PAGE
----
Did You Know? In addition to being the patron saint of engaged couples and happy marriages, St. Valentine is the patron saint of beekeepers, the plague, traveling, epilepsy, and fainting.
Why Do We Celebrate Valentine's Day?
Some version of Valentine's Day is celebrated in countless countries around the world. What began as a religious observance has, over the years, become a way to celebrate important bonds of all kinds. While in the Middle Ages Valentine's Day was a celebration of courtly love, today it is a time to recognize family, friends, and colleagues in addition to romantic partners.
Valentine's Day is also big business. The holiday is used by governments and corporations to promote commerce, certain products, or national unity. In Ghana, for instance, Valentine's Day has been dubbed National Chocolate Day to help promote the cocoa industry.
Many global companies produce Valentine's Day products, which have become an important part of the world economy. Americans alone spend over $8 billion on Valentine's Day gifts, including cards, jewelry, candy, and flowers.
The Spiritual Meaning of Valentine's Day
The spiritual aspect of Valentine's Day may have faded over time, but can still be found in the history of the holiday. St. Valentine was honored as a Christian martyr at a time when Christians were persecuted, tortured, and forced to engage in battles with gladiators and animals in the Roman Coliseum.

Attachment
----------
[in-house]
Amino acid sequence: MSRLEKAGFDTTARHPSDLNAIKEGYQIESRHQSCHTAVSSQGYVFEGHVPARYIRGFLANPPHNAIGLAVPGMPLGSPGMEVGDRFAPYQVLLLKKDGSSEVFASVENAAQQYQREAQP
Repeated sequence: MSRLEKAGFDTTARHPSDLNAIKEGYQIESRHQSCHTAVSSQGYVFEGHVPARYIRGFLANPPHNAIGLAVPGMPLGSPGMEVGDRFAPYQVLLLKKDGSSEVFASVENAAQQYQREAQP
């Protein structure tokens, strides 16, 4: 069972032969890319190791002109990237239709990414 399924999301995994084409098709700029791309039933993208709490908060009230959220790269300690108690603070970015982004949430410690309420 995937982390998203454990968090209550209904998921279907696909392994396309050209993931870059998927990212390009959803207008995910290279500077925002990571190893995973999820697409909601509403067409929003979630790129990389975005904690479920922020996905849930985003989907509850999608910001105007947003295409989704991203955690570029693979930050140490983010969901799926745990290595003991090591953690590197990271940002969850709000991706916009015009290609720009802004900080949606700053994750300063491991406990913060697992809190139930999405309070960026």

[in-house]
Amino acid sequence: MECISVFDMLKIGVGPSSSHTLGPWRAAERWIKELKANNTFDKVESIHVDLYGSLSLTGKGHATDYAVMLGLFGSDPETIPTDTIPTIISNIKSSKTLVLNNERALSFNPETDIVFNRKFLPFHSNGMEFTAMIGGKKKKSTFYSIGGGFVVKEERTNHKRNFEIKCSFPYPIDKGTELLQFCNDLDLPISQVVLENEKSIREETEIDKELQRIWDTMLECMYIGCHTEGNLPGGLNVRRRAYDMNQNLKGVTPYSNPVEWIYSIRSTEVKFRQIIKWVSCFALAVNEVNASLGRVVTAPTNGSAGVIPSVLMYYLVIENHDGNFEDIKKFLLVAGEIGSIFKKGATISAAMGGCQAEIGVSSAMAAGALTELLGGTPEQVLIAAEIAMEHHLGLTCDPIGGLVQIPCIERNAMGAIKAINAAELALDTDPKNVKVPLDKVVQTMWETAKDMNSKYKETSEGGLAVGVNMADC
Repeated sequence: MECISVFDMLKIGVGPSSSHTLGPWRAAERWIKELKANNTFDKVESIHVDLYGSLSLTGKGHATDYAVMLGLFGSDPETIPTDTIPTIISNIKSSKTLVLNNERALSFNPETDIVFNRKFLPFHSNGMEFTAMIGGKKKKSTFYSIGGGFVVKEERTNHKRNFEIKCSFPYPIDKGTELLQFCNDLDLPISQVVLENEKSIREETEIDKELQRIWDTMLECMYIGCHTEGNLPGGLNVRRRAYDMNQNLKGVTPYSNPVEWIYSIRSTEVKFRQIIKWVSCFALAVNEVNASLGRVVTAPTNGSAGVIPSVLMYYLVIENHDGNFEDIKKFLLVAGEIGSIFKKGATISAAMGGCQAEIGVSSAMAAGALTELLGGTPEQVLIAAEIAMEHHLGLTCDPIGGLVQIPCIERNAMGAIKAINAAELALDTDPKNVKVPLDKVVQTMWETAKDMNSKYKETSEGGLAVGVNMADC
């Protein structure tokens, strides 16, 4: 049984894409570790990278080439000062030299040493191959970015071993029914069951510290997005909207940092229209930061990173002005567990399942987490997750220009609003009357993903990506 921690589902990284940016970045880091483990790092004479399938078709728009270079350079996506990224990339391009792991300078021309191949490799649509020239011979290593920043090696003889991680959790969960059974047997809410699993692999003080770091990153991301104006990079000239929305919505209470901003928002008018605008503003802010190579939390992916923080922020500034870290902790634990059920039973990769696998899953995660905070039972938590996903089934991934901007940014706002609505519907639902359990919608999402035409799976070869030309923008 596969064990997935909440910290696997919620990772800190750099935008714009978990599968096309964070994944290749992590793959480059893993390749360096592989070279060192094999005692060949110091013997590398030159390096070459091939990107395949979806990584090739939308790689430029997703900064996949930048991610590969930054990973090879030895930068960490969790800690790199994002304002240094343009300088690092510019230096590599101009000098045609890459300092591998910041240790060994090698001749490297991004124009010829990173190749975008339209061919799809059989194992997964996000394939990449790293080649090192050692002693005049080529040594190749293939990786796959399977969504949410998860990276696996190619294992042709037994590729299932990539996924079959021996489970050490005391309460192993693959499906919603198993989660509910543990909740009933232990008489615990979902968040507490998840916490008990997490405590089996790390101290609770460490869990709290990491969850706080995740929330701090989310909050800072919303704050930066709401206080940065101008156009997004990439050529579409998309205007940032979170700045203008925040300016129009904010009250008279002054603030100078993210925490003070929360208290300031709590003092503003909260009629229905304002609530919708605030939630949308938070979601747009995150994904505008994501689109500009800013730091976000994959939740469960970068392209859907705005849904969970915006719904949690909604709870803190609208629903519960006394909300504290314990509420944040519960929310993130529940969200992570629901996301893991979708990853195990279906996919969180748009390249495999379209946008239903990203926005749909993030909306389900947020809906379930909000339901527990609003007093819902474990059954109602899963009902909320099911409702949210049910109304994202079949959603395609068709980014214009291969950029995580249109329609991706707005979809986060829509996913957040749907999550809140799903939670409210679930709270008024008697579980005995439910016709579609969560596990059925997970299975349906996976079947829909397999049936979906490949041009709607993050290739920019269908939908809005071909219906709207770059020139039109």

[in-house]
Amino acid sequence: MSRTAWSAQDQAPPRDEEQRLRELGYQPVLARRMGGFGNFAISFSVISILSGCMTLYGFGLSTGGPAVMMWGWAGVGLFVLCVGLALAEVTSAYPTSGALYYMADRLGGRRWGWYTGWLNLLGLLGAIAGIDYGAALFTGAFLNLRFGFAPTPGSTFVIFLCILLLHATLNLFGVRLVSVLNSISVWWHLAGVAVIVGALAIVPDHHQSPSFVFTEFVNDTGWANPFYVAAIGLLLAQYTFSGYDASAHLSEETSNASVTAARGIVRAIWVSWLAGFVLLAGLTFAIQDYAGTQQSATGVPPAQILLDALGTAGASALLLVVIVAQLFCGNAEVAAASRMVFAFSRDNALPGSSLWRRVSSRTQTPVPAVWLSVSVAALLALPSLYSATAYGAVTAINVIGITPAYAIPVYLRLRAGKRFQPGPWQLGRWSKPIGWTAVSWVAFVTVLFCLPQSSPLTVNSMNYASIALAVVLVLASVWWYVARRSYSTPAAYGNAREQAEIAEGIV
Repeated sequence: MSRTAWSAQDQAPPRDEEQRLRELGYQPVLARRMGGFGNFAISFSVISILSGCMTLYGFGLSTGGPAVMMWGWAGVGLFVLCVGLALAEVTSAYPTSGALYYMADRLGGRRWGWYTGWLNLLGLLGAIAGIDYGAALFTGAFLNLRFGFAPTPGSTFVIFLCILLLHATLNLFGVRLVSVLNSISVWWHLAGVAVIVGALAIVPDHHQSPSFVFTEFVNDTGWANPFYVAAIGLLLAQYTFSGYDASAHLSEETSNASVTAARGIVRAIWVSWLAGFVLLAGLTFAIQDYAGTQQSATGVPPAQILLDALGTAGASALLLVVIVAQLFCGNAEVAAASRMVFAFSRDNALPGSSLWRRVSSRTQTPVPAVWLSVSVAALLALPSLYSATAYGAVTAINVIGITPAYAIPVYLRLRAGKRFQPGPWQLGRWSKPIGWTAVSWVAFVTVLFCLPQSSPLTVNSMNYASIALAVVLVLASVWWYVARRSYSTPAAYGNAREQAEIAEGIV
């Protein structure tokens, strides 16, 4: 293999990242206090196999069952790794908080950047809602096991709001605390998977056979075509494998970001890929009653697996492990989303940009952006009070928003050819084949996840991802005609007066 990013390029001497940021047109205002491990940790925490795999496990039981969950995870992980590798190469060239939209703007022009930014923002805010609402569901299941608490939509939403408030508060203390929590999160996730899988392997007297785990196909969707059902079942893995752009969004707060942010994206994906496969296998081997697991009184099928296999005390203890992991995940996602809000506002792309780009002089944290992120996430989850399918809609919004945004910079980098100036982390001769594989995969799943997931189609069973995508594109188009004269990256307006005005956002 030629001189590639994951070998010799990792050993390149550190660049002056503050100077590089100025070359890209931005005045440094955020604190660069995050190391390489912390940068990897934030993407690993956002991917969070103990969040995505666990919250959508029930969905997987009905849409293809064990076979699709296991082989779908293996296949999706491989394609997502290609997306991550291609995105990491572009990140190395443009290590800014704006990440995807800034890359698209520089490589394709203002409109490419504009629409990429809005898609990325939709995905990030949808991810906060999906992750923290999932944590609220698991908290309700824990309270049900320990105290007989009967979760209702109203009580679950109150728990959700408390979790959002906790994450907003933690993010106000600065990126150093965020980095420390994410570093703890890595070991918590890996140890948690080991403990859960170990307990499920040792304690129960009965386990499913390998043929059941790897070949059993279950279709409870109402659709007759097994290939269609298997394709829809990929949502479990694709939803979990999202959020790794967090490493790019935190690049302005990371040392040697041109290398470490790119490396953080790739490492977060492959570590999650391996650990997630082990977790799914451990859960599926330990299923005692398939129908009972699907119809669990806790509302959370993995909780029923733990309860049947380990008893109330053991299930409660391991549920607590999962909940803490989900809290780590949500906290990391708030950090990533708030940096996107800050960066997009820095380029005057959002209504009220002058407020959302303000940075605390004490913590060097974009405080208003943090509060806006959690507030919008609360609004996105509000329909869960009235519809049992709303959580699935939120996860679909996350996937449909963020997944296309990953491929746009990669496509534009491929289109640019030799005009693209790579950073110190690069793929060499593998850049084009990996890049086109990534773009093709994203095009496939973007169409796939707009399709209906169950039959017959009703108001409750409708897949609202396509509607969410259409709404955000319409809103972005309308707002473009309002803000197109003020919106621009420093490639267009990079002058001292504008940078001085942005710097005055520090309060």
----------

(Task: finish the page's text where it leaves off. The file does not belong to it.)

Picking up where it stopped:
In Italy and other primarily Catholic countries, there are a number of churches dedicated to St. Valentine. He is also the subject of dozens of pieces of religious art and shrines. Valentine's skull can be seen in the Basilica of Santa Maria in Cosmedin, Rome, while other parts of his skeleton are on display in such countries as Scotland, France, and the Czech Republic.
The Alternate Histories of St. Valentine
Much of St. Valentine's identity and history are still up for debate centuries later. Here are some of the most popular (and potentially true!) legends about the patron saint of love and marriage.
- He was arrested and put in prison for marrying and otherwise helping Christians, a persecuted group at the time. Though Claudius found him likeable, he did not take kindly to Valentine's attempts to convert him to Christianity, and sentenced him to death. Stones and clubs weren't enough to kill him, and he was finally beheaded.
- When Valentine performed weddings against the emperor's orders, he would give each couple a heart cut from parchment as a symbol of their vows. Thus began the tradition of lovers exchanging hearts to celebrate their love and commitment.
- The Legenda Aurea, written in 1260, was a compilation of information about each of the Christian saints. One of the most popular books of the Middle Ages, the Legenda Aurea states that St. Valentine was sentenced to death for refusing to renounce Jesus Christ, and that he restored the hearing and sight to his jailer's daughter before his execution.
- Was St. Valentine executed on February 14th? Some accounts of his life state that his sentencing took place on that date and his execution on another, but one thing is clear: February 14th is the most common date to celebrate his life and legacy.